When Did The Net Book Agreement End
The opposing side claims that the NBA is spreading the range of published books, much of which is garbage. Without them, publishers would be more discriminatory, customers would be offered cheaper books and therefore buy more, and literary interest would be aroused. According to the company`s CEO, Tim Hely Hutchinson, the deal is history. “The NBA is collapsing around booksellers and publishers. If people feel like they are doing only one King Knut act, they will give up” In 1905, under the Education Act, the Publishers` Association introduced the practice of calling textbooks “non-net,” which gave schools discounts that were not available for other books. There have also been agreements that allow public libraries to receive discounts of up to 5% on the net books they buy.  By the 1990s, things had changed. The free market was in full swing, bookstores dominated the main streets and the only acceptable definition of the public interest in terms of price. Terry Maher, the head of Dillons, has made it his personal task to tear up the netbook deal. He forced the publishing industry into endless legal battles by discarding prominent headlines, writing shrill articles about “this outdated restrictive practice,” and putting huge resources into destroying it. He won. Perhaps publishers saw the writing on the wall – or perhaps attracted by the idea of quick profits from supermarkets – and began to abandon the arrangement. The final nail was put in the coffin in 1997, when the head of the Office of Fair Trading (OFT) had the deal declared illegal by the cartel court.
Now it seemed that it was no longer in the public interest. For those who don`t know, the Net Book Agreement (NBA) was a comfortable agreement introduced in 1899 to allow publishers to set the selling price of books. The big houses agreed that they would collectively refuse to stock anyone trying to give discounts – not that they had to act very often because most retailers thought the system was also working in their best interest. The cartel court investigated the NBA in 1962, but said it was certainly in the public interest because it allowed publishers to subsidize works by important — or potentially larger — authors. This solitary voice belonged to the heroic John Calder, publisher of Beckett, William Burroughs and Henry Miller, among others. Calder denounced the Publishers` Association as “crazy, stupid, ignorant, suicidal” for not fighting the verdict. He predicted that independent traders would quickly perish, and then that the big chains that had advocated the destruction of the deal would also begin to fail, and that liberation would be in hellish chaos. He was right. In a massive blog post on her website today, the owner of Kenilworth Books continued the debate about reintroducing the NBA to protect independent booksellers from destructive discounts that began in a previous article this month.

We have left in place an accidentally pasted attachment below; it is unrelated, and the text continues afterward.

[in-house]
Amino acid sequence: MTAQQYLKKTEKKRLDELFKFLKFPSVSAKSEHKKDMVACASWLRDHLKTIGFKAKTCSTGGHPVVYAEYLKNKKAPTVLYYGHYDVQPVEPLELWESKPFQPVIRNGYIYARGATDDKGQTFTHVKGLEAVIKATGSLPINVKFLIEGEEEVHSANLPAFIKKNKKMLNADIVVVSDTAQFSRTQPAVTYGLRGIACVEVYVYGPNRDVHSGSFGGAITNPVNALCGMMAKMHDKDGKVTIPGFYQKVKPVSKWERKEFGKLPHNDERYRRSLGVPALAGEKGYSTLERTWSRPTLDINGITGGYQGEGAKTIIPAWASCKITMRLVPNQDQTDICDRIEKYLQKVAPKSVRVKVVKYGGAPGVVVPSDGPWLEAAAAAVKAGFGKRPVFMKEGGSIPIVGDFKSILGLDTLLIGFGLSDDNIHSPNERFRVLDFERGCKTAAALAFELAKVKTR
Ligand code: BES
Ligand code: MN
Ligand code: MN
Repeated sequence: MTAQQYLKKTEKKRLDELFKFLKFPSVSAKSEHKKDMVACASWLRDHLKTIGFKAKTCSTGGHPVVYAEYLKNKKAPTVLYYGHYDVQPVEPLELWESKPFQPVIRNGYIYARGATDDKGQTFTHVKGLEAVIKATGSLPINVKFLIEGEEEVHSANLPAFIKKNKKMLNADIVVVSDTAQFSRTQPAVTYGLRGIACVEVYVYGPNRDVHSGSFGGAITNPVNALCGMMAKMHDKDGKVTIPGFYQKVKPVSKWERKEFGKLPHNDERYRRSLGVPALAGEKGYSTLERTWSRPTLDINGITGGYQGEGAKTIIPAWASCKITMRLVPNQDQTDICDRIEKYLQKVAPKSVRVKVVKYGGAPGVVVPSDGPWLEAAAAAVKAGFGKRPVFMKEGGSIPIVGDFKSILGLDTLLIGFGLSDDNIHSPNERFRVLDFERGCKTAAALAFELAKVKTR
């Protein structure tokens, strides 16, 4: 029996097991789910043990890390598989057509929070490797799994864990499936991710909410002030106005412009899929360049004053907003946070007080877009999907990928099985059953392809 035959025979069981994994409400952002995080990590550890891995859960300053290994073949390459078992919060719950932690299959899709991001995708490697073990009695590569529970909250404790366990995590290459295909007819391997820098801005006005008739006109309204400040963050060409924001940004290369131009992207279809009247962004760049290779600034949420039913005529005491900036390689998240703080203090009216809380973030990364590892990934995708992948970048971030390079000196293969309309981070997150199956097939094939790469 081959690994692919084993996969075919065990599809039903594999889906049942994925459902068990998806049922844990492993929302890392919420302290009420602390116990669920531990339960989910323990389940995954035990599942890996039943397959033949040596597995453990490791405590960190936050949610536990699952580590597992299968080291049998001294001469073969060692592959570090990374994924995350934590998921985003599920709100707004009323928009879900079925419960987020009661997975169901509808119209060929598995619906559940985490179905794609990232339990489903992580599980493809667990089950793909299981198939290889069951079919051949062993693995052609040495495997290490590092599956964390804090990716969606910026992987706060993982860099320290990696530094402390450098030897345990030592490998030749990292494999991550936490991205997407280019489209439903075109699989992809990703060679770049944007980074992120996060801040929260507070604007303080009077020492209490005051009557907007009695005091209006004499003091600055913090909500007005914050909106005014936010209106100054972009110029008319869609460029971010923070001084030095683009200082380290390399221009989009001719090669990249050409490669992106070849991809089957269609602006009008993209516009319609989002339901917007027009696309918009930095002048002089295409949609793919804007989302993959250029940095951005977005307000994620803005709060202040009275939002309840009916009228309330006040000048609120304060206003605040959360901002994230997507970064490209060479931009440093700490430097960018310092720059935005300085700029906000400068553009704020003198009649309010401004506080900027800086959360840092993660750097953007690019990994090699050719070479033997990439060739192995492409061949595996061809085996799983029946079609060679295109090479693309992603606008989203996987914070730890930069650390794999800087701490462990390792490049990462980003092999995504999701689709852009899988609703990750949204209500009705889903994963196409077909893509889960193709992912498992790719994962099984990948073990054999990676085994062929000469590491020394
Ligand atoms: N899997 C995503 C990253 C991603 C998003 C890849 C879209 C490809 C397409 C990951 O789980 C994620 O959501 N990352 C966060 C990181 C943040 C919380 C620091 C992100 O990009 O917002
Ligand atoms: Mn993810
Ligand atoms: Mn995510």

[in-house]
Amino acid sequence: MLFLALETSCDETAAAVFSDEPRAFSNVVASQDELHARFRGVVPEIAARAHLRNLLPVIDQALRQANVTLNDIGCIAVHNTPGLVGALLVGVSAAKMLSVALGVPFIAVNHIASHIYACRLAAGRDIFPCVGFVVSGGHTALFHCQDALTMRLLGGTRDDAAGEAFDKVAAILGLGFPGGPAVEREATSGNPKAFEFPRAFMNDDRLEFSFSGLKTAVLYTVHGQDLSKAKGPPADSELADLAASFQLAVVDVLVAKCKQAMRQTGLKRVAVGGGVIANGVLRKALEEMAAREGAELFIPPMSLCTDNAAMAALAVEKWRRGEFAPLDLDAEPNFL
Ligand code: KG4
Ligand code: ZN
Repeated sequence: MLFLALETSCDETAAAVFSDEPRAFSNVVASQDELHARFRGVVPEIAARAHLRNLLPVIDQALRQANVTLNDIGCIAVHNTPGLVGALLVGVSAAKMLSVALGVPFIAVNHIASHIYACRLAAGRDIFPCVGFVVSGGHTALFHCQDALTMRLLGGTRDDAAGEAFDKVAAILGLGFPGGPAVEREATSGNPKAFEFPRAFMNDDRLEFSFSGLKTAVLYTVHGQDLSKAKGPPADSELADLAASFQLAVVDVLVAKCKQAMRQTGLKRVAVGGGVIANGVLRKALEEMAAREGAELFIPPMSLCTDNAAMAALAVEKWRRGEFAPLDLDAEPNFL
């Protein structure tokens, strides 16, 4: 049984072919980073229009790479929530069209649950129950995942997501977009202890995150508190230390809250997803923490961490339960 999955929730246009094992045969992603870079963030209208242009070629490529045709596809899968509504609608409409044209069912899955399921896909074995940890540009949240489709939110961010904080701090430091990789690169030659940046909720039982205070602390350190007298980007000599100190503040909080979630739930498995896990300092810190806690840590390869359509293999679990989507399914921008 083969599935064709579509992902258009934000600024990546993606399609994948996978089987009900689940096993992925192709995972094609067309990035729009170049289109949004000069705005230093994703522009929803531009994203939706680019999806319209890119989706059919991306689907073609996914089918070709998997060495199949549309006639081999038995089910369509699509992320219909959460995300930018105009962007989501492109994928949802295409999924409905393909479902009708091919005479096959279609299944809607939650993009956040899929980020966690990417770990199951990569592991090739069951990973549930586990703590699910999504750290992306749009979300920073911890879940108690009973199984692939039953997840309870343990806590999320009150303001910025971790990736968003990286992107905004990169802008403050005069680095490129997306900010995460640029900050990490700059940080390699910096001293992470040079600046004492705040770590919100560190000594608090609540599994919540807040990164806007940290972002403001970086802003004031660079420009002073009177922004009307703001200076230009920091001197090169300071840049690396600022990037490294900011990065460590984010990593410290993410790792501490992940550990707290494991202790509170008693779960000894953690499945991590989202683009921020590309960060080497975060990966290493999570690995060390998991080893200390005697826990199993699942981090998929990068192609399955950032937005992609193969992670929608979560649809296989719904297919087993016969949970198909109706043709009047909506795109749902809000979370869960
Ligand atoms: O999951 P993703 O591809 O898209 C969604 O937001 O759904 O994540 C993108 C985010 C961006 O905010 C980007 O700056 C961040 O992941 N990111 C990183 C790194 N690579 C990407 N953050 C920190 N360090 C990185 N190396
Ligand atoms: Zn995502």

The Net Book Agreement (NBA) was a fixed-price book agreement in the United Kingdom and Ireland between the Publishers Association and booksellers that set the prices at which books were to be sold to the public. .